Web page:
Salman Rushdie in The New Yorker:
At the CBS offices, he was the big story of the day. People in the newsroom and on various monitors were already using the word that would soon be hung around his neck like a millstone. “Fatwa.”
I inform the proud Muslim people of the world that the author of the “Satanic Verses” book, which is against Islam, the Prophet and the Koran, and all those involved in its publication who were aware of its content, are sentenced to death. I ask all the Muslims to execute them wherever they find them.
Somebody gave him a printout of the text as he was escorted to the studio for his interview. His old self wanted to argue with the word “sentenced.” This was not a sentence handed down by any court that he recognized, or that had any jurisdiction over him. But he also knew that his old self’s habits were of no use anymore. He was a new self now. He was the person in the eye of the storm, no longer the Salman his friends knew but the Rushdie who was the author of “Satanic Verses,” a title that had been subtly distorted by the omission of the initial “The.” “The Satanic Verses” was a novel. “Satanic Verses” were verses that were satanic, and he was their satanic author. How easy it was to erase a man’s past and to construct a new version of him, an overwhelming version, against which it seemed impossible to fight.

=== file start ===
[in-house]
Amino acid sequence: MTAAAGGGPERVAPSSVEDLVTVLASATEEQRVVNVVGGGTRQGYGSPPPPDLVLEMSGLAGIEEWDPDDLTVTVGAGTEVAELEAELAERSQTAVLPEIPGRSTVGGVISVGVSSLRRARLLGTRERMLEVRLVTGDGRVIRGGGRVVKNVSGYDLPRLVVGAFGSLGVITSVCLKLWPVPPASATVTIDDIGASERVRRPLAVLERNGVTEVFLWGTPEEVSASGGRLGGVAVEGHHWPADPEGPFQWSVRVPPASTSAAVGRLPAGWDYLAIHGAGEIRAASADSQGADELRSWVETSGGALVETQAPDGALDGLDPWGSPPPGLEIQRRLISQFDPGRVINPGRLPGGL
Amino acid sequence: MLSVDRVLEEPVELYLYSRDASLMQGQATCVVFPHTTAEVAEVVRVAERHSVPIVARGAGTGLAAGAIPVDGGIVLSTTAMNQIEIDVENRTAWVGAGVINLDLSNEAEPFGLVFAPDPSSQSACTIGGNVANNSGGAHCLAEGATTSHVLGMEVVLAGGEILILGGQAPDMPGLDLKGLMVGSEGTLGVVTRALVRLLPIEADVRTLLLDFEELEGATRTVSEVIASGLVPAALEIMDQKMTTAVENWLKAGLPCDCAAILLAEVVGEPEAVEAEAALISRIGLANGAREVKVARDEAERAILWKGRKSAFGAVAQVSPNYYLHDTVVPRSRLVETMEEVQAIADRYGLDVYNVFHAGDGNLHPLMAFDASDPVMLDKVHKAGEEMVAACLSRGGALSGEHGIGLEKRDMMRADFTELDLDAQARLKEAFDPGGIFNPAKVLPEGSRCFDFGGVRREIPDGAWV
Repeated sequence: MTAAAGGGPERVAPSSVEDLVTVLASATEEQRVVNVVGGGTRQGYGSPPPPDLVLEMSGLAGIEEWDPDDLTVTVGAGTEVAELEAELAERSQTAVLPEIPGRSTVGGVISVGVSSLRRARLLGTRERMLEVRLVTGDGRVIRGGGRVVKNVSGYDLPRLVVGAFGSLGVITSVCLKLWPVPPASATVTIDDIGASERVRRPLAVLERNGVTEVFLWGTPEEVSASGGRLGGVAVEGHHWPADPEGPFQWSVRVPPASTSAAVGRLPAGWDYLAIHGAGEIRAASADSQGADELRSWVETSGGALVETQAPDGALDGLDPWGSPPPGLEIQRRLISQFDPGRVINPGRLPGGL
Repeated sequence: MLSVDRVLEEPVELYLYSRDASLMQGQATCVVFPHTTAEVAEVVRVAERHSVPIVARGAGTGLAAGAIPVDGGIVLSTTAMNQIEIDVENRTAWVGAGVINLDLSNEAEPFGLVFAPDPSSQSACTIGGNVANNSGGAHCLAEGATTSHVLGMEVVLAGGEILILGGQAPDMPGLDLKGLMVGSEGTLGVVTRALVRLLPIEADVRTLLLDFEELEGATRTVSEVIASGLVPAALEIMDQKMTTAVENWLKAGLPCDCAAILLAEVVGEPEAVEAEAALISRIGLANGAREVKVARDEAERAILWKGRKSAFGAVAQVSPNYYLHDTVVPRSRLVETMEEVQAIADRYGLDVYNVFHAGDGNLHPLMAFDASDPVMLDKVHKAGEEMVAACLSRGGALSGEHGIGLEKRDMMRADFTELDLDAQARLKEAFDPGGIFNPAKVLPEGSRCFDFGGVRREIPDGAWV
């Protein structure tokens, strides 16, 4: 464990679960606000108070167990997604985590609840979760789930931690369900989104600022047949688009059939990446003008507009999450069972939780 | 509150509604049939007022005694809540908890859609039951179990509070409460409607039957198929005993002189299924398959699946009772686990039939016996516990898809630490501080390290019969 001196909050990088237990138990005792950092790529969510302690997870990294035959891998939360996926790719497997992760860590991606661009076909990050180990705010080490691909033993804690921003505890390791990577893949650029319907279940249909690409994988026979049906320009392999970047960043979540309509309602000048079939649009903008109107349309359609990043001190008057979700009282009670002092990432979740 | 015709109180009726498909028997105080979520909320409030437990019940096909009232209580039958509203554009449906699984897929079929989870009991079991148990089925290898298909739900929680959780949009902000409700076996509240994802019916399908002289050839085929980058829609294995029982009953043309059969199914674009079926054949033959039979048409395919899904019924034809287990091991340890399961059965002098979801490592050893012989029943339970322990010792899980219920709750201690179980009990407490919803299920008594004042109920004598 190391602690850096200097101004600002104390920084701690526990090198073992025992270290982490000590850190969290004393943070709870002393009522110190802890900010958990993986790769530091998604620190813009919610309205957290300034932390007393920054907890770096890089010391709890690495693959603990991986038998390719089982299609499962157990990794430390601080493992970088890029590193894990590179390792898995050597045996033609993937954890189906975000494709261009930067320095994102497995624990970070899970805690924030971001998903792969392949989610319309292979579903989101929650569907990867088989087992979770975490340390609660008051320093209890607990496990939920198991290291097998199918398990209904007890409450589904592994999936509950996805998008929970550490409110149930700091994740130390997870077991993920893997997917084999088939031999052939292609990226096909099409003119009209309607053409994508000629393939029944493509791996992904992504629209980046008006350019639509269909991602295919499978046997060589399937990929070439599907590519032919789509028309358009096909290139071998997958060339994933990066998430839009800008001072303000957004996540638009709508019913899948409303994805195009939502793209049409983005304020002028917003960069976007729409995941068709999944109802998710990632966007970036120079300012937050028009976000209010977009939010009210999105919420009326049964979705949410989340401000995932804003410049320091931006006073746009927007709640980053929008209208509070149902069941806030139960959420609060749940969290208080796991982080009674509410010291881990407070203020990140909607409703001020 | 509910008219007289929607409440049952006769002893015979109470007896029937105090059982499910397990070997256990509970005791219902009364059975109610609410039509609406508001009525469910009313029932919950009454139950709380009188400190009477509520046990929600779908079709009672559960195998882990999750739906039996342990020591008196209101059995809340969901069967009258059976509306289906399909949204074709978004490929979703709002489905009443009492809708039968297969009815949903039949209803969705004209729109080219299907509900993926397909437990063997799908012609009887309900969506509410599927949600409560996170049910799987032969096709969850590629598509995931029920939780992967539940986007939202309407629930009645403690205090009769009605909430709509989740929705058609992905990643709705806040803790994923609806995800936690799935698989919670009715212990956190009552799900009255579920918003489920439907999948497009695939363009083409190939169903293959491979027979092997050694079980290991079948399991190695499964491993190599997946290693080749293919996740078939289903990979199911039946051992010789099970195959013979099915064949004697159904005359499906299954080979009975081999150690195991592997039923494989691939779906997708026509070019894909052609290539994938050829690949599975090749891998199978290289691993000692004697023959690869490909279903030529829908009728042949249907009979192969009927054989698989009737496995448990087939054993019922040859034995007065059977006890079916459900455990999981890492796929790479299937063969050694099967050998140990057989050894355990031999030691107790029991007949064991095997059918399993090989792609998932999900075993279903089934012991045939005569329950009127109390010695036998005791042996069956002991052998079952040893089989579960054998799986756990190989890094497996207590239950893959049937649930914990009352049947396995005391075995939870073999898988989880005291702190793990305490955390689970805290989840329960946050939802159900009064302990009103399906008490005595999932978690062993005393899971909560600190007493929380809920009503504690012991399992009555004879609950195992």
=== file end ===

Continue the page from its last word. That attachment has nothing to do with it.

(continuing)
He looked at the journalists looking at him and he wondered if this was how people looked at men being taken to the gallows or the electric chair. One foreign correspondent came over to him to be friendly. He asked this man what he should make of Khomeini’s pronouncement. Was it just a rhetorical flourish, or something genuinely dangerous? “Oh, don’t worry too much,” the journalist said. “Khomeini sentences the President of the United States to death every Friday afternoon.”
On air, when he was asked for a response to the threat, he said, “I wish I’d written a more critical book.” He was proud, then and always, that he had said this. It was the truth. He did not feel that his book was especially critical of Islam, but, as he said on American television that morning, a religion whose leaders behaved in this way could probably use a little criticism.